Perhaps the most important ruling of the offseason for the future of college sports came from the ruling by the National Labor Relations Board that Northwestern football players now have the right to unionize. This has long-reaching implications.
Here's what SB Nation legal expert Patrick Vint has to say on the implications. The whole thing is definitely worth a read, but I'd pay attention to this particular snippet.
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At other private schools (like Notre Dame, USC, and Vanderbilt), players could copy Northwestern's model and work toward unionization, citing Wednesday's decision as precedent. Directors in other districts are not required to follow Ohr's decision, though, so repeated unionization could lead to different results across the country.
State schools (like Alabama, Ohio State, and Texas) are not governed by the NLRB, and its decisions are not enforceable against state-school football programs. State labor laws would apply. In right-to-work states, unionization would be a non-starter. How well it would work elsewhere will depend on each state's laws and regulations.
Utah is a right-to-work state, and Utah is obviously a state school. So at this moment it wouldn't affect the Utes. But it could affect many of its other neighboring Pac-12 schools: Colorado, California, Washington and Oregon have no right-to-work laws, meaning unionization is still a distinct possibility for all these schools down the line.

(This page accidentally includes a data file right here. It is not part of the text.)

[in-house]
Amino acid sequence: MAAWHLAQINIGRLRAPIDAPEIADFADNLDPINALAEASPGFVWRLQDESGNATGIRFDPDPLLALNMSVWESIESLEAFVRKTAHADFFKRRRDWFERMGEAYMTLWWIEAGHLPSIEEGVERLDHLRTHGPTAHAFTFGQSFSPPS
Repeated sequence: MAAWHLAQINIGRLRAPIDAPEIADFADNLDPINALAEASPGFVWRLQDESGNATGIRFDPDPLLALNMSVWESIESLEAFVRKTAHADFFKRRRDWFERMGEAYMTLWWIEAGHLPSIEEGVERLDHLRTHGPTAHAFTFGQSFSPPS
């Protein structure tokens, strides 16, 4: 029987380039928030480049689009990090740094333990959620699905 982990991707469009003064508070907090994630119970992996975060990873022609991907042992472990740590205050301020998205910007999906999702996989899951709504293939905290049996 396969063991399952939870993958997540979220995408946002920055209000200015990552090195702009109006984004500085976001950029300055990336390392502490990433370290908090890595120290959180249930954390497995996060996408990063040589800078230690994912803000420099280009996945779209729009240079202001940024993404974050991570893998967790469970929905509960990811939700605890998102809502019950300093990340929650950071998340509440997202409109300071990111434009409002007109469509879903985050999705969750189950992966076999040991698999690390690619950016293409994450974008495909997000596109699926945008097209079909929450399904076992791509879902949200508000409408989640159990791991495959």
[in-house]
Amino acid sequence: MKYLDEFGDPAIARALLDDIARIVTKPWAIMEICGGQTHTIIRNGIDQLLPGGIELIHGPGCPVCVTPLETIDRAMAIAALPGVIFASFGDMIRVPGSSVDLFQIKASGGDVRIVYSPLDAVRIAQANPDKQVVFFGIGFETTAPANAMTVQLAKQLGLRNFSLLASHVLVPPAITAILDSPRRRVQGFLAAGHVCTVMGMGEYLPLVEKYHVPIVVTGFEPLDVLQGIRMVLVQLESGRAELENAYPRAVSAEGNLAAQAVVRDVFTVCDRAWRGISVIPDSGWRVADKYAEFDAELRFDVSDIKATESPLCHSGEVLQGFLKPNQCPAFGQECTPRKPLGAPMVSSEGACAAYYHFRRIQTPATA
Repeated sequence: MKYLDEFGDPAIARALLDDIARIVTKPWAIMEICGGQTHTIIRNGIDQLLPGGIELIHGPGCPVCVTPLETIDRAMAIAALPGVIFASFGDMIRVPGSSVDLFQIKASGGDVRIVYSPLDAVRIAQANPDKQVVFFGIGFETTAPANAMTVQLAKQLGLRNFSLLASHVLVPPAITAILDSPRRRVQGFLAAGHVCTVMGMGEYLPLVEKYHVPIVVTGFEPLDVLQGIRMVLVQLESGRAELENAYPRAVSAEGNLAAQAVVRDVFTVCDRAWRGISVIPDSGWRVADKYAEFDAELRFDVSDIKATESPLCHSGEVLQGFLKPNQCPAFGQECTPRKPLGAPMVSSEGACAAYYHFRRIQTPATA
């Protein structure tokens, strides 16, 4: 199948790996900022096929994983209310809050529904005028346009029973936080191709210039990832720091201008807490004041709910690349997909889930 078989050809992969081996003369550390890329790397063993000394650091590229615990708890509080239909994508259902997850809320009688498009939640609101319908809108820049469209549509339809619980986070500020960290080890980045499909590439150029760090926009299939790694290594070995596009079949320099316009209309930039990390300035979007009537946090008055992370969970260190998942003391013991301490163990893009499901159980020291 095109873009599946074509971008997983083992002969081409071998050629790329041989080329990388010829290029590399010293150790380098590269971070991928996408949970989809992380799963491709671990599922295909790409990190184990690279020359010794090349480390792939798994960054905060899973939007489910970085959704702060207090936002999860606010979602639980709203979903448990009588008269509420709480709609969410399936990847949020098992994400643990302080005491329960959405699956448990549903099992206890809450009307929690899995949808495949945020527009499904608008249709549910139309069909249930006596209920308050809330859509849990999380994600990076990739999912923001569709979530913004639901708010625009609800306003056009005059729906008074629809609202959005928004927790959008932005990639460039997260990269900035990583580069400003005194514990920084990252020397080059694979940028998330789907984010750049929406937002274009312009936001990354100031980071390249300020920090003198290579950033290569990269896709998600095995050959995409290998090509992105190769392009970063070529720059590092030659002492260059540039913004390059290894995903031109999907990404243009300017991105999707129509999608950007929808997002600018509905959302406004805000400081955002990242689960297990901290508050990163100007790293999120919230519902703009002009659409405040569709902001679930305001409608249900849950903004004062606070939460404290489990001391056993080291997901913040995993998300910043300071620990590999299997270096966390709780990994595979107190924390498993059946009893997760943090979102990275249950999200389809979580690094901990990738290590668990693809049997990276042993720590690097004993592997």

Utah Athletic Director Chris Hill said Thursday that he supports consideration of an increased stipend for student-athletes and even potentially allowing them to pursue endorsement deals, but that on the whole he believes the current NCAA student-athlete model is "pretty successful."
Hill said he’s still digesting Wednesday’s National Labor Relations Board ruling that football players at Northwestern University can unionize, and that it’s too early to say what the implications are, even for Northwestern.
Of himself and other athletic directors who have followed the case, Hill said, "Most all of us really don’t fully understand what this ruling means, [or] fully understand what the players are asking for."
How do you think this ruling will eventually affect college athletics? What are your general feelings about unionization in college athletics?